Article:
# A Side of Science: Measuring the speed of things

In my latest video, I talked about how the Gaia mission discovered some “Milky Way interlopers” in our galaxy that were moving differently than expected to if they had been born in the the galaxy. How are these velocities measured, though?

There are two aspects to measuring velocities of objects in space – there’s how fast they’re moving toward or away from us, called “radial velocity,” and how fast they’re moving in the plane of the sky, called the “proper motion.”

It’s actually pretty easy to measure the radial velocity of stars – that is how fast they’re moving toward or away from is. This is generally done by measuring what’s called the redshift of the stars. What does that mean?

When you heat up an element – think hydrogen, helium, or carbon – it emits light at very specific wavelengths. These “emission lines” form a unique pattern for each different element. It’s kind of like a fingerprint for that element. If you see a specific pattern, you know what element you’re looking at.

If you have a star that has hydrogen in its outer layers, we see the pattern of light we’d expect from hydrogen. However, if that star is moving with respect to us, then that pattern of light will be shifted in wavelength from what we’d expect to see. That shift is directly related to the speed of the star! That’s how we can get the radial speed – by measuring that shift.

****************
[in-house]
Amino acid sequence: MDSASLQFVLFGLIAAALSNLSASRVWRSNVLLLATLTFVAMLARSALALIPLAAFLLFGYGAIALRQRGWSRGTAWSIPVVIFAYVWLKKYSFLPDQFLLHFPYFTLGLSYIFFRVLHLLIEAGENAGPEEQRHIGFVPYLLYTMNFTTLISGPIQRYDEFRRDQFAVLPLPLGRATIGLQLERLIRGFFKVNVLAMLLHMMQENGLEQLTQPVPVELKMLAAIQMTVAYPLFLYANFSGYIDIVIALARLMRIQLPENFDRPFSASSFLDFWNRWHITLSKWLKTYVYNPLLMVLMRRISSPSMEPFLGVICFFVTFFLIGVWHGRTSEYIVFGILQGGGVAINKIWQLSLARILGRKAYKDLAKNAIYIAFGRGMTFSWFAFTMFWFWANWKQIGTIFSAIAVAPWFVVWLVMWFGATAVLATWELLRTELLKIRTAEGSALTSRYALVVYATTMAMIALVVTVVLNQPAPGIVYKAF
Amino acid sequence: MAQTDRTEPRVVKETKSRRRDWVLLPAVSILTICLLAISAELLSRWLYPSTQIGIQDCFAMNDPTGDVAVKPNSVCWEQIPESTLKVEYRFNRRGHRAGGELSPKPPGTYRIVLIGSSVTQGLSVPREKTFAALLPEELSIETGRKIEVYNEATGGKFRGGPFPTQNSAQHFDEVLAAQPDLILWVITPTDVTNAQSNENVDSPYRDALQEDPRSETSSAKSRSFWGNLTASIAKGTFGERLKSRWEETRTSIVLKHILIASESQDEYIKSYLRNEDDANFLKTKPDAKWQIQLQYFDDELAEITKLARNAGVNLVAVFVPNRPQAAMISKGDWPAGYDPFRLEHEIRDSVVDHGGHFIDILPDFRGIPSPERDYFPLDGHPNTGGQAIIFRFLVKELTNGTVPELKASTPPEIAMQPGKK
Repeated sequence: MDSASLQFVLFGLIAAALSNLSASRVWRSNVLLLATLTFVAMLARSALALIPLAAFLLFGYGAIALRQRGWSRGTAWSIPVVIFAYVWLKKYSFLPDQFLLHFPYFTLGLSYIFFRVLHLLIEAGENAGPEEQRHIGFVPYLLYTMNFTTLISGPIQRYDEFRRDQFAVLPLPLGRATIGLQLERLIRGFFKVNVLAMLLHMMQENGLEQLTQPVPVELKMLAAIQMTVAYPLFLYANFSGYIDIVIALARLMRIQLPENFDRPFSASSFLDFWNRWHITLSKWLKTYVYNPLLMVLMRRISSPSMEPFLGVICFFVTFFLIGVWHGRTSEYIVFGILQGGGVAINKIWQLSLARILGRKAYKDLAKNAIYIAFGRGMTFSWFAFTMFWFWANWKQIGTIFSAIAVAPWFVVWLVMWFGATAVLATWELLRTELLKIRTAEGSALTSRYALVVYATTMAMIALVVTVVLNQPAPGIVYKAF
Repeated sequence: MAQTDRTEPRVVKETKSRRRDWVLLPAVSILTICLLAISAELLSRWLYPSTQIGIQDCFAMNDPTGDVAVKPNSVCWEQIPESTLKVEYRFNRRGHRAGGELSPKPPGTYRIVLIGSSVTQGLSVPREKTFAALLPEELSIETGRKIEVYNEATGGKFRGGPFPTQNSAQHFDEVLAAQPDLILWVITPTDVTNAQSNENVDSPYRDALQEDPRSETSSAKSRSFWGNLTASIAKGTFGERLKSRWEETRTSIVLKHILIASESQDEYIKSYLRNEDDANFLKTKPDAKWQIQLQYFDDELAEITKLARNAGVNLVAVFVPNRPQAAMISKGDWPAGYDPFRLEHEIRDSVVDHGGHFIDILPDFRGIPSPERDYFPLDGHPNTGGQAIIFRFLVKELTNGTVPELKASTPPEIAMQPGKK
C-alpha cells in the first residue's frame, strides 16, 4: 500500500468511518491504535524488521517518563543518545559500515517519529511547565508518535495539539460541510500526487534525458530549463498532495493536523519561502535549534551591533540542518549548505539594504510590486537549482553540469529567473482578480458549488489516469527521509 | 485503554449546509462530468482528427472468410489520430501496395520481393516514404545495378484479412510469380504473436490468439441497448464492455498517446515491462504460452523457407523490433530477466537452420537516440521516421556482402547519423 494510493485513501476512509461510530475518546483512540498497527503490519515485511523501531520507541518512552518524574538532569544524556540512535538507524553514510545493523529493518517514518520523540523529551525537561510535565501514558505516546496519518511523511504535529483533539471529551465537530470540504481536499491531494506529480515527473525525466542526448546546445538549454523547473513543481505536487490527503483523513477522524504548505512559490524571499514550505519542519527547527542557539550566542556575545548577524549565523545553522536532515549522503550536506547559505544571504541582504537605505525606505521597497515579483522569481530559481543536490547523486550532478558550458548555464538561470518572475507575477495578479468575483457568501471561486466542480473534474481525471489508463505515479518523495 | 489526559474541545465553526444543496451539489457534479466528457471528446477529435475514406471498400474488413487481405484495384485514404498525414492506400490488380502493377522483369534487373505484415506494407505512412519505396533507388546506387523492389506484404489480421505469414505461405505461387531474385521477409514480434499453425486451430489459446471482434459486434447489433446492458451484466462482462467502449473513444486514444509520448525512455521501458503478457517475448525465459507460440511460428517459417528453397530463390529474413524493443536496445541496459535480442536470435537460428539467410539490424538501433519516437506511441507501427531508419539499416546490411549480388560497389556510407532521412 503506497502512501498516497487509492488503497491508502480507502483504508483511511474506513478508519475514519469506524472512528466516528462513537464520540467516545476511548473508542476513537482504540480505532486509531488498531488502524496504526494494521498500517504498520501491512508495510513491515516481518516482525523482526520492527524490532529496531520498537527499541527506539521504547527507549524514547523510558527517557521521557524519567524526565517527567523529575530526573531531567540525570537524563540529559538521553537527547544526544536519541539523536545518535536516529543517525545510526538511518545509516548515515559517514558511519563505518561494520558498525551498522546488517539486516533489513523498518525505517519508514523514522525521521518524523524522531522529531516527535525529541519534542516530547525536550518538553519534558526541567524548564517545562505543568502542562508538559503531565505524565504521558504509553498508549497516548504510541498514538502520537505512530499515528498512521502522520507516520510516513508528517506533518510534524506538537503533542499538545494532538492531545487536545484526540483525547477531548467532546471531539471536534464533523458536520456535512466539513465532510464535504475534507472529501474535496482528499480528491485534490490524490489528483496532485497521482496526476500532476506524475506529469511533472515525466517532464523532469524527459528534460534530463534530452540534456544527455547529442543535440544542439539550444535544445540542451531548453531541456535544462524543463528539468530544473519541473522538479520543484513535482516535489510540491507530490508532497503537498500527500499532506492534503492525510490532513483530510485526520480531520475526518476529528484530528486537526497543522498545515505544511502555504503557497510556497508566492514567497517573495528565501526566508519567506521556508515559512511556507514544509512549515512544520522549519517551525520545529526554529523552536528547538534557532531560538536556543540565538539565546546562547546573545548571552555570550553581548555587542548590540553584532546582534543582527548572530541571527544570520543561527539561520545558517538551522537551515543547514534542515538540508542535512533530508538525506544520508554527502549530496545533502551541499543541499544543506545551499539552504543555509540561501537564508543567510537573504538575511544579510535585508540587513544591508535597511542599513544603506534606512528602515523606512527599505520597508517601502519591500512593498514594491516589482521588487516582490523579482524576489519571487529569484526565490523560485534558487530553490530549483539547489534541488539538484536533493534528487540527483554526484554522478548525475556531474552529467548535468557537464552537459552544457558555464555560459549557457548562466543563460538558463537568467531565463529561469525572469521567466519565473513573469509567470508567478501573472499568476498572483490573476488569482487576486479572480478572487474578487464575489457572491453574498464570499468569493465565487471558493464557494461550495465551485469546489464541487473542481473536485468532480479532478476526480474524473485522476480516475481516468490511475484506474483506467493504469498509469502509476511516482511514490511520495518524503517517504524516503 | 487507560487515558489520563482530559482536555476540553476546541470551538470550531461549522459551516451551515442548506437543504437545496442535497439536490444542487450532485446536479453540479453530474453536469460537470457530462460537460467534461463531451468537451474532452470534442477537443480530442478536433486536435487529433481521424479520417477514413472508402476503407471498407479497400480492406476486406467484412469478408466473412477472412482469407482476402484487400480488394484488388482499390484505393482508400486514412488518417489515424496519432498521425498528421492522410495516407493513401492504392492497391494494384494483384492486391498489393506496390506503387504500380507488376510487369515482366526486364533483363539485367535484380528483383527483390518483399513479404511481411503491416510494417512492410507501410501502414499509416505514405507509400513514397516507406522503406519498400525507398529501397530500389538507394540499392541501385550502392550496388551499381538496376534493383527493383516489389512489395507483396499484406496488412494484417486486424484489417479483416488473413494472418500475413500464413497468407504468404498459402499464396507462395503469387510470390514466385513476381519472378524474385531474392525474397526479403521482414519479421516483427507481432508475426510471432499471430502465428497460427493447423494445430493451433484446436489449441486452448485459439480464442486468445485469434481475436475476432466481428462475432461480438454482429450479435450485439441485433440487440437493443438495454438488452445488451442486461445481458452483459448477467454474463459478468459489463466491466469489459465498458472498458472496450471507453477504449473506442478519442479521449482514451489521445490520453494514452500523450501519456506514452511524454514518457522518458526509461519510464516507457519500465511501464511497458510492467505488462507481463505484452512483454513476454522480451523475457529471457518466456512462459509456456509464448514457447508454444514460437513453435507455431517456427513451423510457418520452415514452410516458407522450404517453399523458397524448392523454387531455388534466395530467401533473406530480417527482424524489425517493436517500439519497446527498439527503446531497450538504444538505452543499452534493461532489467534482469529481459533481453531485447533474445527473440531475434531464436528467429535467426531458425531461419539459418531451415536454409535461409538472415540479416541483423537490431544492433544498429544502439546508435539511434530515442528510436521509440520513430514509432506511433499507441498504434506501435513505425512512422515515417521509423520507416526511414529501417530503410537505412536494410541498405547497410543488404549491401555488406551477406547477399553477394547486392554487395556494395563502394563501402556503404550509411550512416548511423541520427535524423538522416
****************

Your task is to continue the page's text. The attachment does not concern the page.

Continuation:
Watching the stars move takes a lot of time, or a very high level of precision in position measurements. The image above shows how much our nearest neighbor star, Proxima Centauri, appeared to move across the sky in about 40 years. Stars that are even more distant will appear to move even less.

The first step is to measure the distance and position of the star in the sky. This is done using a method called parallax. Whether you know it or not, you’ve experienced parallax.

Try this: extend your arm with your pointer finger up. Close your right eye and line your finger up with something – the corner of the room, the edge of the TV, or something else in the distance. Then, without moving your arm, open your right eye and close your left eye. Your finger will appear to move relative to that object you lined it up with. If you know the distance between your two eyes and the angle of the apparent change in position, you can find out the distance to your finger.

Applying that to stars, astronomers measure the apparent position of a star against more-distant background objects (stars or galaxies), and then measure again to see how much they have appeared to move. To maximize the apparent change, they use the Earth’s orbit to their advantage – measuring the star at one point in the Earth’s orbit and then again six months later. The physical distance between the measurements is the diameter of Earth’s orbit.

That’s just measuring distance. Then, to determine the motion, the measurement needs to be repeated several times to find the change in position.

The Gaia mission’s primary purpose is to make these distance and velocity measurements. The last mission to do this was called Hipparcos, and Gaia represents an improvement in accuracy of about 200 times. According to the ESA website, “if Hipparcos could measure the angle that corresponds to the height of an astronaut standing on the Moon, Gaia will be able to measure his thumbnail!”

And, in case you missed my Milky Way Interlopers video, be sure to check it out.